Police cast wide net, arrest 24 on drug-related charges

In the midst of large-scale police investigations that lead to multiple arrests, sometimes innocent people are in the wrong place at the wrong time and soon have to confront criminal charges. Overcharging is another common problem in police investigations that cast a wide net. While there may be someone who committed a crime, that doesn't necessarily mean that all parties involved should be charged with the same offence.

In any case, to convict someone, the prosecution must establish an evidentiary link between the accused and the alleged crime. The question of such a link is likely to arise in the cases of 24 people recently arrested in central Ontario.

Supporters say racial bias a factor in conviction of Halifax lawyer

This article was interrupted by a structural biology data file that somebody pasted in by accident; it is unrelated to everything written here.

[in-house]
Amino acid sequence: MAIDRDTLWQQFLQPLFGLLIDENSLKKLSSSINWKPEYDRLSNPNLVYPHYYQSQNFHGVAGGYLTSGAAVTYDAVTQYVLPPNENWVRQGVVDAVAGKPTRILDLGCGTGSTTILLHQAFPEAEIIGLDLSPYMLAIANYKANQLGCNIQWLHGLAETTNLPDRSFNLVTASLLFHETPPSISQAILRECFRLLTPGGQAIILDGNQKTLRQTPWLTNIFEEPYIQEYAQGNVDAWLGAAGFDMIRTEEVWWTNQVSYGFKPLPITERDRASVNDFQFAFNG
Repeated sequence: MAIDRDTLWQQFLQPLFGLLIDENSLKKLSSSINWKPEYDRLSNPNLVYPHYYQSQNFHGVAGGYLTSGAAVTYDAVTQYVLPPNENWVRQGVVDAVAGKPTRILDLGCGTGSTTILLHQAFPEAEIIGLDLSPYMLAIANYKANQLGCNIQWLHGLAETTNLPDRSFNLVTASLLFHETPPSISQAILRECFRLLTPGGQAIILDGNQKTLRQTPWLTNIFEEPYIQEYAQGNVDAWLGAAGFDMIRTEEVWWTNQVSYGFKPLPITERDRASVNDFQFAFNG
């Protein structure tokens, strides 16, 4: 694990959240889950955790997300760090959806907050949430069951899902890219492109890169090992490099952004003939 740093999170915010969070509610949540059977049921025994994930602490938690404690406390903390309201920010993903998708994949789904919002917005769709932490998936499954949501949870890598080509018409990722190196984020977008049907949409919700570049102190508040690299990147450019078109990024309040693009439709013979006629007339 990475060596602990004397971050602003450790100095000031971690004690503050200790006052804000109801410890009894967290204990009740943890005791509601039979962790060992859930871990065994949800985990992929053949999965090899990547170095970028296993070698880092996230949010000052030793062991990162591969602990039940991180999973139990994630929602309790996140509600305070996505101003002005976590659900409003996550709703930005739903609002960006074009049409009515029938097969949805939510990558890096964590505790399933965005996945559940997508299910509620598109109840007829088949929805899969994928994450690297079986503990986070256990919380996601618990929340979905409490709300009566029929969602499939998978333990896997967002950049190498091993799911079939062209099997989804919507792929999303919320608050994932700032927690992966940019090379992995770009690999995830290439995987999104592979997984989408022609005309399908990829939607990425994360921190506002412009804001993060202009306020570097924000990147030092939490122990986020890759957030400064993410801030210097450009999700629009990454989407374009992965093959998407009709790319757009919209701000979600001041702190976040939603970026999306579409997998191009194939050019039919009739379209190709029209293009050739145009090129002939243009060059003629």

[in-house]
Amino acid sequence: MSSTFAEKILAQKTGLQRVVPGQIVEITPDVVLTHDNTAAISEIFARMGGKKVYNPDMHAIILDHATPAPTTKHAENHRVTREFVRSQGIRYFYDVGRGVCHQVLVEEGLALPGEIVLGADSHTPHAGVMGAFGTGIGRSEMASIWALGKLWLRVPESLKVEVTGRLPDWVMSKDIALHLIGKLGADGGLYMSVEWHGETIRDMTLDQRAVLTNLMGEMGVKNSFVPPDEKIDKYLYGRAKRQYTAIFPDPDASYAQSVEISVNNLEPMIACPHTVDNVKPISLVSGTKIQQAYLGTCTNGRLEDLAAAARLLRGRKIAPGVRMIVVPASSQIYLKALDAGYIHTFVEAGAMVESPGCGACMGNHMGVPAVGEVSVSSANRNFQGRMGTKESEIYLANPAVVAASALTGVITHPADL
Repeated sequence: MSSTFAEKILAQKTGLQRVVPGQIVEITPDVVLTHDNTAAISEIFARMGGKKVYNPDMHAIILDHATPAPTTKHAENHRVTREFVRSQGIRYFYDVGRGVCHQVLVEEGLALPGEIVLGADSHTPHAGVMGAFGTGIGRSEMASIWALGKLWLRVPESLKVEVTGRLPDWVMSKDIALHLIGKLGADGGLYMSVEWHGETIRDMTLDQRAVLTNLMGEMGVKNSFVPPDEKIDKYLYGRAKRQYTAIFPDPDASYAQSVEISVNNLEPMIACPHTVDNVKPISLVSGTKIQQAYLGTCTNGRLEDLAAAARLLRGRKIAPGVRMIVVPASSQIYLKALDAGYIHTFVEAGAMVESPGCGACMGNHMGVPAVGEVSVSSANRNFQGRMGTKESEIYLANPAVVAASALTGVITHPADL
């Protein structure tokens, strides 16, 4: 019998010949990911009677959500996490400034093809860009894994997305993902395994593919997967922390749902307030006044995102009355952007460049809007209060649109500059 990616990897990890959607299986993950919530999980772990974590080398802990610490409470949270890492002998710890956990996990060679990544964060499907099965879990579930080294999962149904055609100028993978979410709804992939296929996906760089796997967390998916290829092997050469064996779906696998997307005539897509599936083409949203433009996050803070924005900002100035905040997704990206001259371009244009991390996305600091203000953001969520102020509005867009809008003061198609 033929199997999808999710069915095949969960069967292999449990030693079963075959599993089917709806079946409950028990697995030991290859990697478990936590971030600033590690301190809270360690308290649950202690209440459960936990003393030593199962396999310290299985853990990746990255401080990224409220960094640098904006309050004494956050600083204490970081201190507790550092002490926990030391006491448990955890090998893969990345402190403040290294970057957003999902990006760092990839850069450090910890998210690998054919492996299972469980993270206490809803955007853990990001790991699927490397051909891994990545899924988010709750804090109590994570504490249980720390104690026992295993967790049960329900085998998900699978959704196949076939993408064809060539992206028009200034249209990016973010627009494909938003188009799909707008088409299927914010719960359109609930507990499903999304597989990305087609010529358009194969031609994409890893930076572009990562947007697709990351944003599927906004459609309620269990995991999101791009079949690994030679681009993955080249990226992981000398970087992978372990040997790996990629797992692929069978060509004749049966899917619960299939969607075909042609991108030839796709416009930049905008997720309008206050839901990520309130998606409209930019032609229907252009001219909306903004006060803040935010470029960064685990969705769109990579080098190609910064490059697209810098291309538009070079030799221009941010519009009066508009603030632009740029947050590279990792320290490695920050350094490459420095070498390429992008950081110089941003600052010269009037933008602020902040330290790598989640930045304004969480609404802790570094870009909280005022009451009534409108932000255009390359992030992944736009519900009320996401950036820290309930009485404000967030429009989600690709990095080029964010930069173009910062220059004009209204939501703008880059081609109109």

The conviction of a Halifax lawyer accused of sexual assault continues to be a controversy. The Crown argued that the 29-year-old defence lawyer sexually assaulted a 19-year-old woman while she was too impaired to consent to sex. The accused, however, said that the pair had consensual sex. A victim impact statement was apparently not filed by the woman.

The man was charged with sexual assault and administering a stupefying substance, but the jury found him guilty only of sexual assault. He was acquitted of the other charge.